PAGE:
Here's a hot Saturday night: Cancel the dinner reservations and stay home to upgrade the PC to Windows Vista. Yes, that's how I spent my weekend. And it wasn't awful, really.
Not only that, but I recommend that if you are considering a new computer -- assuming you are doing normal personal and small-business tasks on a relatively late-model machine -- upgrading is the way to go.
Why buy a new PC unless you have to?
The upgrade calculus -- in the Windows world, at least -- used to be that you bought a new machine whenever a new operating system came to market. Sure, I could run Windows XP on my Windows 2000 Hewlett-Packard (HPQ) - Get HP Inc. (HPQ) Report, but I would be nuts to actually try.
Upgrades were harrowing affairs in which existing software was rendered useless, data was lost and peripherals were simply unusable.
Why bother? Between the cost of the new Windows software and the RAM and video cards usually needed to run that software -- not to mention all the attendant hassles -- you were better off biting the bullet and buying a machine built for the new OS.
No more. Between the falling cost of processors and the aggressive new economics of the computer business, there is less reason than ever to upgrade machines along with software. Most computers will work just fine. And with the improvements in technology, upgrading an operating system is pretty much just plug and play.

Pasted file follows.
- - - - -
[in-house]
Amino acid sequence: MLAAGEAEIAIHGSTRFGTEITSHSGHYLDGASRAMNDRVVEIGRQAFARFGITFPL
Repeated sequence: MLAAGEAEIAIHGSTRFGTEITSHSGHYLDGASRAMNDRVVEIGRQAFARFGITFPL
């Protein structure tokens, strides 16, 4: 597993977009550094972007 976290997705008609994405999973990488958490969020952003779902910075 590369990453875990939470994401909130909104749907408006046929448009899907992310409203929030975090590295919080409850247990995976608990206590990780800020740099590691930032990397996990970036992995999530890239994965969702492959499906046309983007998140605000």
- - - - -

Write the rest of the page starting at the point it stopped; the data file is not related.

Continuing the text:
It's very chic right now to bash Vista as a pointless upgrade. But I have been testing it for well over six months, and clearly, Vista offers a better user interface than XP. It provides better security, and it's easier to install software and peripherals.
With 500 million people using Windows worldwide, and XP quickly going down the
road of forced obsolescence, Vista is the future.
Any Mac users running Windows should consider an upgrade as well -- not only is Vista safer, the user interface should be a snap for
fans. It's no secret that Vista essentially apes most of the Mac OS.
Mac users just need to make sure their machines have enough processing power and memory to meet Vista requirements. (Big note: Stay away from dual-boot modes that run both Apple OS and Microsoft Vista at the same time, as it's almost certain to be slow. Instead, do a clean boot in one OS, and results should be excellent.)
So let's get on with it, shall we? Here are my hints for handling the shift from Windows XP to Vista without buying a new computer. Not only will you save some money, but afterward you can put a system-upgrade notch on your geek badge and talk some tech trash to the kids.
First of all, don't over-spec the hardware or software you need.
What will be shocking for most of us who have lived in Microsoft's one-tech-fits-all world is that Bill Gates is actually trying to serve different niches with the new Vista operating system.
Vista system requirements start at 800 MHz for the processor. (Right-click on the computer icon and select "Properties" to find out what your machine has under the hood.) With Vista, you can get by on a crusty old 800 MHz processor running 512 MB of system memory. (That's late 1990s Pentium 3 territory.) And the OS can exploit super-fast 64-bit, 1-GHz processors running 1 GB, if not more, of RAM.
But don't get sucked into the big hardware allure. Assuming you are doing basic computing, your early-millennium, 1 GHz Pentium 4 computer will work just fine -- as long as you kick in some fresh RAM and a new video card.